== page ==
And that is an exact analog to learning to "write" professionally.
There are muscles and balance processes that professional writers learn that amateurs don't have to.
A professional writer is more like say, a tightrope walker, while an amateur writer is more like someone who just walks to do the shopping or exercise.
The tightrope walker is walking to entertain others with a high-precision version of a common skill, while the ordinary person walks just to live their own life.
From first, hesitant, wobbly step to tightrope walker is a different journey than from first step to Accountant.
So the difference between a writer and a professional writer is nothing more than the reason why they string words together and what they intend to do with the words once they are strung.
There are many professional writers, however, who would risk their lives to get a professional editor to say, "Change this and I'll buy it."
It's a long journey from mastering wordsmithing to your first contract.
And an even longer journey from making the first sale to signing contracts on the basis of a few paragraphs of a proposal.
So again, what is it that editors do for a living?
From the writer's point of view, the toddler-writer, even the pre-teen-writer, it looks like professional editors are "gatekeepers."
And it feels like editors (or actually slush pile readers) are in charge of saying no - and not for any good reason!
Editors say "no" much more often than "yes" because there is far more product for sale than there is need for product.
From the professional writer's point of view Editors are not "gatekeepers" -- Editors are customers.
That's another attitude change that distinguishes the professional from the amateur writer.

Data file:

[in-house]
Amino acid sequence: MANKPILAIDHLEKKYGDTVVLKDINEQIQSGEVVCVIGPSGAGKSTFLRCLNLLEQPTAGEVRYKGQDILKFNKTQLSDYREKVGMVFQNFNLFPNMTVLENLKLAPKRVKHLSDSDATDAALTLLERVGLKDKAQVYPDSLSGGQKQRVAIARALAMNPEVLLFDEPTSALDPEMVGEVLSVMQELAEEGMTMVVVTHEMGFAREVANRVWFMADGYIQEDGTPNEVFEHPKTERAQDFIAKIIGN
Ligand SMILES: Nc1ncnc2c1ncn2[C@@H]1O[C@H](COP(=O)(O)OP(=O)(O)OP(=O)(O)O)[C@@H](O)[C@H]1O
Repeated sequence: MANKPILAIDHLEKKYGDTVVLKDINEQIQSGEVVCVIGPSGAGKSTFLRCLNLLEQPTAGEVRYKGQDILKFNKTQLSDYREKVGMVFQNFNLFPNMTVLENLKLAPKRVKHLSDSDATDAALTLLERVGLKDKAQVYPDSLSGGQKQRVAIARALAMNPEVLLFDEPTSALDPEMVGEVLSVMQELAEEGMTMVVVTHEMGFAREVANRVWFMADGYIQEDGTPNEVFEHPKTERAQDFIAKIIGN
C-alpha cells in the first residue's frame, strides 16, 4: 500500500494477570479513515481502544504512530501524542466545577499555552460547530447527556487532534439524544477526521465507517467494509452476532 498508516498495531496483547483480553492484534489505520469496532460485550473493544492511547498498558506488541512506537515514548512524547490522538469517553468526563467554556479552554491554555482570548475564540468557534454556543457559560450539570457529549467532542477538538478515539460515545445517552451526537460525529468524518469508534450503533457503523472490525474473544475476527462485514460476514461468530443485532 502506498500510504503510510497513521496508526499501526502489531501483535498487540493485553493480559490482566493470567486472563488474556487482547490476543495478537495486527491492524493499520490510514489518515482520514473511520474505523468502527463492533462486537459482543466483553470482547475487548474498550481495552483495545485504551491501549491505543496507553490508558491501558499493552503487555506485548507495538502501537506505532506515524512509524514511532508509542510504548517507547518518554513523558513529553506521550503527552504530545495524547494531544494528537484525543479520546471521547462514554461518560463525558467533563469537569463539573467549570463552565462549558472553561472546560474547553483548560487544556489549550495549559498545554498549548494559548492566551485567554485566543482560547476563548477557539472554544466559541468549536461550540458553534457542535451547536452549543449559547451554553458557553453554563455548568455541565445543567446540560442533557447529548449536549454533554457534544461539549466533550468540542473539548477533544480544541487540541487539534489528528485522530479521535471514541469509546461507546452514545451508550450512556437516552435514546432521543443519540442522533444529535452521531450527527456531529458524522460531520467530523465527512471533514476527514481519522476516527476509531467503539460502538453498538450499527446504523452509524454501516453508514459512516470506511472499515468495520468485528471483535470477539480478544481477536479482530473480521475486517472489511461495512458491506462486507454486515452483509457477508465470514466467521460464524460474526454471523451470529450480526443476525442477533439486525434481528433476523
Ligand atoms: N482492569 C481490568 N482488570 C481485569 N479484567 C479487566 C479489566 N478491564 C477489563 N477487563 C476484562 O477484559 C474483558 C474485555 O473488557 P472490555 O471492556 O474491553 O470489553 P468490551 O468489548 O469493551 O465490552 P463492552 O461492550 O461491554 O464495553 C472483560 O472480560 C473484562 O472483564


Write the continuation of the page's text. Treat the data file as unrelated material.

In today's world, many businesses have lost the maxim "The Customer Is Always Right" in favor of a new maxim, "I'm Entitled To Your Money."
But Editors, as your customers, still operate on the premise that they are always right and you are not entitled to anything, least of all money, unless you satisfy them.
Why should editors (purchasing editors especially) be the last holdout in this general philosophical shift?
Editors are still always right because the sellers who are thrusting word-strings at the editors have never been trained to understand exactly what the editor's job really is.
Worse yet, the editor's job has changed so drastically since the US Supreme Court forced anti-artistic change on publishing
that many of the best editors have been driven from the field.
But that's a cyclical trend. Read this blog post about SF writers making a living at SF writing:
At this time, though, the very changes that have changed the craft-skills that writers must master, that destroyed the "mid-list" and that drove novel publishing toward the film industry criteria have also changed the entire character of the editor's job description and skills.
The New Editor has become not so much an artistic gatekeeper, decreeing what is fit for others to read, but rather a bottom-line keeper, an expert in what will turn a profit.